The preferred mode of achieving these goals is by bargaining, which is not coercion (if you are forced to comply you are not bargaining!). Smith defines the bargain explicitly: ‘Give me that which I want and you shall have this which you want … and it is in this manner that we obtain from one another the far greater part of those good offices which we stand in need of’.

This leads to his most famous quotation (this and those above are on pages 25-27, WN: I.ii.1-2):

It is not from the benevolence of the butcher, the brewer, and the baker, that we expect our dinner, but from their regard to their own interest. We address ourselves, not to their humanity but to their self-love, and never talk to them of our own necessities, but of their advantage.’

For 35 years I have seldom ceased to be amazed that so many – near unanimous among neoclassical theorists – can quote that paragraph so often and so seldom fail to read Smith’s explicit words in their ordinary meaning and yet claim to be articulate in the English language!

That those fewer, who are familiar with John Nash’s contributions, can find contradictions between John Nash and Adam Smith is also bewildering. Nash did not ‘invert’ Smith’s teaching; he gave expression to them, indirectly: So to state that Nash ‘turned [Smith] around by suggesting that even in a non cooperative setting (like politics) the best results are attained by acting not with self-interest, but with consideration for the desires and actions of all the players on the field…’, is breathtaking in its collision with the facts.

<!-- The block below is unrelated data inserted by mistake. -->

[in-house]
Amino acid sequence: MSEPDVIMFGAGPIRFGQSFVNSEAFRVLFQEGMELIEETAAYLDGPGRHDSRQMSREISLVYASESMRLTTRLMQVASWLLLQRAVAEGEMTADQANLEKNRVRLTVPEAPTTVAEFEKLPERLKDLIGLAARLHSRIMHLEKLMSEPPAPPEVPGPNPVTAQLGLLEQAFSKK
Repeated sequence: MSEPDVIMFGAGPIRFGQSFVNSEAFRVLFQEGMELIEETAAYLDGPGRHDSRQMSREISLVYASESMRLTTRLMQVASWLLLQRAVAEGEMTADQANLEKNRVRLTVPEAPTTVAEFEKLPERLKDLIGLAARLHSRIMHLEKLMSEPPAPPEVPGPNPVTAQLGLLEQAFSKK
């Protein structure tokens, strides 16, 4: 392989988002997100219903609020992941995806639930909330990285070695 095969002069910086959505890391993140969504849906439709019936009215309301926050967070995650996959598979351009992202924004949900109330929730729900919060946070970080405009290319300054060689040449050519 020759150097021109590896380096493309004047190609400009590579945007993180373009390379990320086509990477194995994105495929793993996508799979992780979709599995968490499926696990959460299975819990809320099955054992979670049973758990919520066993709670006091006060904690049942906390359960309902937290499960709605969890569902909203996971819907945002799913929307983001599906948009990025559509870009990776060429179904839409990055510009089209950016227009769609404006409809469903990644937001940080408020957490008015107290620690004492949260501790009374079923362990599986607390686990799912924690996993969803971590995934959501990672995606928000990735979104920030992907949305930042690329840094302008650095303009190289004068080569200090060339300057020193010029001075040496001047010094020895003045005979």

John Nash wrote two path-breaking articles: 'The Bargaining Problem', Econometrica, 18, pp 155-62; 'Two Person Co-operative Games', Econometrica, 21. pp 128-40. I am fairly confident that the Hollywood script writers, who wrote the fictional repudiation of Adam Smith, did not read them before crafting their nonsense. If you haven’t read them, you should.

I shall not summarise them here other than state that: a) John Nash analysed a solution to the bargaining problem and did not analyse the process – he started at the end solution and skipped the process (and anyway his assumptions were neoclassical and unrealistic); b) his solutions implied exactly what Adam Smith said in his comments on the propensity to exchange.

The bargainers converse by offering each other what the other person wants in exchange for what they want in return. Eventually, an agreed exchange become possible, as each adjusts their opening offers addressing the other party’s ‘self-love, and they never talk to them of our own necessities, but of their advantage’. Persuasion (a key characteristic of human discourse, wrote Smith in Moral Sentiments) involves showing how the exchange benefits the other party and definitely not by how it benefits yourself: ‘If you give me the items for my dinner, I shall give you in exchange this amount of money’.

A Smithian definition of negotiation would be: ‘the process by which we obtain what we want from people who want something from us’. Because negotiation is voluntary, the other party can decline to transact with us – each party may exercise its veto on any and all proposed solutions – because negotiation isn’t coercive. If negotiation is seen as a form of ‘economic warfare’, it produces images of coercion that does not work well in practice. Of course, coercion may happen in any human transaction but it does not in the overwhelming majority of inter-personal nor inter-commercial negotiations that take place somewhere each moment.

Strikes, boycotts, sanctions, harassment, warfare, and such like, certainly are practised, but these are pressures external to the negotiation process and seek to circumvent it. They do not define it. They do not play any part in Adam Smith’s ideas on bargaining.

John Nash’s solution to the bargaining problem employs exactly the same outcome as is found in Smith’s; parties exchange items which they value less than the items they receive which they value more.

persondem’ seems unaware of this coincidence of views between Adam Smith and John Nash; he is misled by the Hollywood film; readers of Lost Legacy have no such excuse.